Wednesday, May 24, 2006

An Open Door to Iran

Iranians have protested repressive measures by their hard-line government for sometime. A state pogrom conducted against liberal reform targeted supporters of the reformist measures of the previous president, Katami. As Kaveh Ehsani noted:
In the past four years, more than 100 independent publications have been banned, and many editors, publishers, writers and translators have been persecuted. Intellectuals, lawyers, academics, pollsters and social scientists have been jailed and mistreated, while student protests against these repressive measures have themselves been violently put down.
A reappearance of disatisfaction with the fundamentalists in Tehran has just manifest itself:
Two of the Iranian capital’s main universities were rocked by protests and clashes between students and police overnight, press reports said on Wednesday. Forty police were lightly injured by stone throwing in front of Teheran University dormitories....
Calling the protesters "troublemakers" belies the crux of the outburst, which was spurred by the forced retirement of some professors at Tehran university and the heavy-handed replacement of top university officials with partisans more amenable to Tehran's hard-line Islamist position. Protesters could be heard saying,
We don’t want the Islam of the Taliban.
If Washington really wants regime change in Tehran, just as the large population (some 2 million) of students apparently do, this is what they should be supporting rather than threatening yet more illegal military attacks.

Of course, Rice requested a big boost in money for such efforts a few months ago, despite some Senators noting that, every time an election happens somewhere lately -- especially in the Middle East -- the results are generally not favourable to the US. There is a good reason for this, though, which the Senators don't seem to want to acknowledge: the US has not historically supported democratic movements or governments elsewhere. This is especially true in the Middle East, except Israel. But given that Iranians appear to be rather discontented with the Islamist hard-liners in charge, now would be a good time to give that ol' democracy thing some sincere support. This would still not likely result in a "pro-US" government as most Muslims are extremely distrustful of US-backed policy, but it certainly would have to result in a better, more moderate government than the one there now. Contrary to what you will hear in the mainstream press in the United States, the Iranian population is quite moderate, something that is not reflected by their government right now. Of course, the exact same thing can be said of the United States.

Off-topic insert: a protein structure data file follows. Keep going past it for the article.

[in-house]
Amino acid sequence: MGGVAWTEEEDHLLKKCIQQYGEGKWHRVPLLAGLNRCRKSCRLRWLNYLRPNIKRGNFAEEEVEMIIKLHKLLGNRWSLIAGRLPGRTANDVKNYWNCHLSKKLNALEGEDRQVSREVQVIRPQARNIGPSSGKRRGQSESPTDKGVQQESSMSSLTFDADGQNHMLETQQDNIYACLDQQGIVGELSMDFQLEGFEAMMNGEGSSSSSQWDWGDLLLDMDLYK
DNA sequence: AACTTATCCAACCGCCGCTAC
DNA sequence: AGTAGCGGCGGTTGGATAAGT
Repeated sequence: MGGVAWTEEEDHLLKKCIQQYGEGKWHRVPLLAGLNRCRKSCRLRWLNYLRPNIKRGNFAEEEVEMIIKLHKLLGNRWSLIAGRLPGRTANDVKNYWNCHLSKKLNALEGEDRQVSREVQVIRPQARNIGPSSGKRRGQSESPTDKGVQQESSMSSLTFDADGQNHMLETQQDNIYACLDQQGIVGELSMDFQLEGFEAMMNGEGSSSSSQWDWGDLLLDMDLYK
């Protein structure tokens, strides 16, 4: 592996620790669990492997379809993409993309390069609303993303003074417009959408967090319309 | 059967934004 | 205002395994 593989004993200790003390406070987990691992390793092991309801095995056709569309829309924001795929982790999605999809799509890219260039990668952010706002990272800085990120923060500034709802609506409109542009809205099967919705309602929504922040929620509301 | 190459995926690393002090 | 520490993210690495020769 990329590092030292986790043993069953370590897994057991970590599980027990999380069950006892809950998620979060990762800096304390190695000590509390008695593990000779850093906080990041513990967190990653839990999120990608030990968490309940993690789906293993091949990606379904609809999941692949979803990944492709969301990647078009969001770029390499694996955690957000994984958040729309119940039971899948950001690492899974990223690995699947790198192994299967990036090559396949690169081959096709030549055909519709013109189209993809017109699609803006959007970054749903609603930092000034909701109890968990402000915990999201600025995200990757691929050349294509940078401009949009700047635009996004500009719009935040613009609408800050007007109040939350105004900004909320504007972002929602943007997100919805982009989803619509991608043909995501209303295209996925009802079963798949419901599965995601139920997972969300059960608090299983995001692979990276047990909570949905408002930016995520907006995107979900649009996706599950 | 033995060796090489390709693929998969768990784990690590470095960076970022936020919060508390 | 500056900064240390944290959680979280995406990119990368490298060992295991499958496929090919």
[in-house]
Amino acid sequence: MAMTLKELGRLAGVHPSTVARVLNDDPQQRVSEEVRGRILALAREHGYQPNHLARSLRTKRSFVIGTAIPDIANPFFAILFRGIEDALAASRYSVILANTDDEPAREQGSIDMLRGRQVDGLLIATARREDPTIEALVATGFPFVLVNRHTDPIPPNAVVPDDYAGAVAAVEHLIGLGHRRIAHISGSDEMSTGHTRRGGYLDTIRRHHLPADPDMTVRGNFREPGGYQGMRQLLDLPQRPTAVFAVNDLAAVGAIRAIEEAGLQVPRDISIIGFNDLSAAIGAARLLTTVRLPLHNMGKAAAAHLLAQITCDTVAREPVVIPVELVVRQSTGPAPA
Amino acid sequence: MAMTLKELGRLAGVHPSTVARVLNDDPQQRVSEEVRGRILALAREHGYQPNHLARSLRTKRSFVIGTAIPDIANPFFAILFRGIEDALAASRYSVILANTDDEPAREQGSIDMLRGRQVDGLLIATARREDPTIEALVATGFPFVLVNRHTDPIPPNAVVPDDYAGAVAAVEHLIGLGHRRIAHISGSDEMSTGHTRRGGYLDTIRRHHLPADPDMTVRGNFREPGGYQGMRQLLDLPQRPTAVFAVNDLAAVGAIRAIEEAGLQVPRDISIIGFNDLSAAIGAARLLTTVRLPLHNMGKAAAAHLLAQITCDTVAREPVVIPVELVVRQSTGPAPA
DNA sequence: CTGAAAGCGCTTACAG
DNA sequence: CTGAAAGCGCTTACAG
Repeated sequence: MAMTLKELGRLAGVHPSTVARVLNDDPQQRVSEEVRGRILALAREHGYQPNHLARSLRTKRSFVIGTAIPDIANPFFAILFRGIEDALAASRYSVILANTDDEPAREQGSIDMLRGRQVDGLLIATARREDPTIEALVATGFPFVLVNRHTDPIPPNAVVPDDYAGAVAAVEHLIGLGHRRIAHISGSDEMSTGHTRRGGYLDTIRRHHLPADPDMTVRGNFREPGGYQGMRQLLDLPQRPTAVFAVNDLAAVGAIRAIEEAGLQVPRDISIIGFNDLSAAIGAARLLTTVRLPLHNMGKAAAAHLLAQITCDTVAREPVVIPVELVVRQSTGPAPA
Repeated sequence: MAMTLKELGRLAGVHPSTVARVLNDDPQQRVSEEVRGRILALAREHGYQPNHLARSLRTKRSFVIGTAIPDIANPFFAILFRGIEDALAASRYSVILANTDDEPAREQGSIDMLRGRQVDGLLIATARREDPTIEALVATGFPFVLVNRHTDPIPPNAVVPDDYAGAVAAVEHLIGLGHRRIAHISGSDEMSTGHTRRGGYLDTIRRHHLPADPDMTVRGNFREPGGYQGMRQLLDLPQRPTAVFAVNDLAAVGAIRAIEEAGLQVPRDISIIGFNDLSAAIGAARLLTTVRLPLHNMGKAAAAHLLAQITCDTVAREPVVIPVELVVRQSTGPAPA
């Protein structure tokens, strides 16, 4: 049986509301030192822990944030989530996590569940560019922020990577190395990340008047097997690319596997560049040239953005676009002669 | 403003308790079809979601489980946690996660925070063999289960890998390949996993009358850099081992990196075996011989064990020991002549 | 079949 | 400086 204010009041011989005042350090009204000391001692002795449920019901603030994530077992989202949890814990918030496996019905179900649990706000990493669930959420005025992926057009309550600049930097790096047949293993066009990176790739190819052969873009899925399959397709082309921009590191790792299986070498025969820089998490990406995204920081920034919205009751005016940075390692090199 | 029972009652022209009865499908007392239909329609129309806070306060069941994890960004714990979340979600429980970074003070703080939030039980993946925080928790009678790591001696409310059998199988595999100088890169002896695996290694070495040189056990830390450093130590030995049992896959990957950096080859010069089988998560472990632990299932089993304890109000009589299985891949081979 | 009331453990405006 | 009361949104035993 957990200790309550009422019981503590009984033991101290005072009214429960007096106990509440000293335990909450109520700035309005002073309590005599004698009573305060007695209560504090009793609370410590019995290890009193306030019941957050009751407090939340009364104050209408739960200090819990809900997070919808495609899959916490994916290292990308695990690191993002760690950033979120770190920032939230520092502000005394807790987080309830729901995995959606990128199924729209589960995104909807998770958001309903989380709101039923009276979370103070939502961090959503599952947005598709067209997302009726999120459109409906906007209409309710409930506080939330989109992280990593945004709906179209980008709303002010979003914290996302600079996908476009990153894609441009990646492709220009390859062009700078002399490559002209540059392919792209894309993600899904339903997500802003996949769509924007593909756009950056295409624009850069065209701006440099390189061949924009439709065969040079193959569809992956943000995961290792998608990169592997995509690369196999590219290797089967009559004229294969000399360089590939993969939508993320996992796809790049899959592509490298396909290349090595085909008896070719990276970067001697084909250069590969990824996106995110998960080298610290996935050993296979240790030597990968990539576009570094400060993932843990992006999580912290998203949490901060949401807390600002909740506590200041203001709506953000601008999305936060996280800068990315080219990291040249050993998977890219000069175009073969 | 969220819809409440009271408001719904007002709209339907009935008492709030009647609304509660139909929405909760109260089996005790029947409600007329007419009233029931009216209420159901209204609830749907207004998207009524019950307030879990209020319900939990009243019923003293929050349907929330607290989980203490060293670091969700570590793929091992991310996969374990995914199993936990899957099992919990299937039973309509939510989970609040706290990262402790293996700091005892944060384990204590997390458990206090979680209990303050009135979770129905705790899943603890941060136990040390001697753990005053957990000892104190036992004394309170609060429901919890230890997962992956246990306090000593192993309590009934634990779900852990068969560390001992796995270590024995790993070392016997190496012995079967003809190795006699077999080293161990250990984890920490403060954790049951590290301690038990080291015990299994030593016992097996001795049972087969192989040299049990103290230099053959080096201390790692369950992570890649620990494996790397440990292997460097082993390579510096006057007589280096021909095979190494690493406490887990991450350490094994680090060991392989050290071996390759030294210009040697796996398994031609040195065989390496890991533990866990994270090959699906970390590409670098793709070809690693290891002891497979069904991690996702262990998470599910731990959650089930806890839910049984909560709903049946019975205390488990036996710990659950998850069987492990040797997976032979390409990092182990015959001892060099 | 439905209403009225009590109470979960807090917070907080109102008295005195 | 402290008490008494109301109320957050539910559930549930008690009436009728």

I don't generally have faith that the Bush administration has any real concerns about supporting democracies. Their rhetoric about spreading freedom is often just wrapping around a "regime change" agenda and they know enough to realise that actual democratic elections in Arab or Muslim countries in the Middle East won't lead to overly friendly governments. But a sincere effort to support such a movement in Iran would be the best strategy toward the long term establishment of normative international relations between the US and Iran.

This could be a win-win for the both countries and the larger region. However, the Bush administration is far too entrenched in the Manichean dialectic of win-lose and us-them so don't look for them to seize the opportunity. Because with Dick Cheney at the foreign policy helm, it is most certain that such an opportunity will be ignored.


Post a Comment

<< Home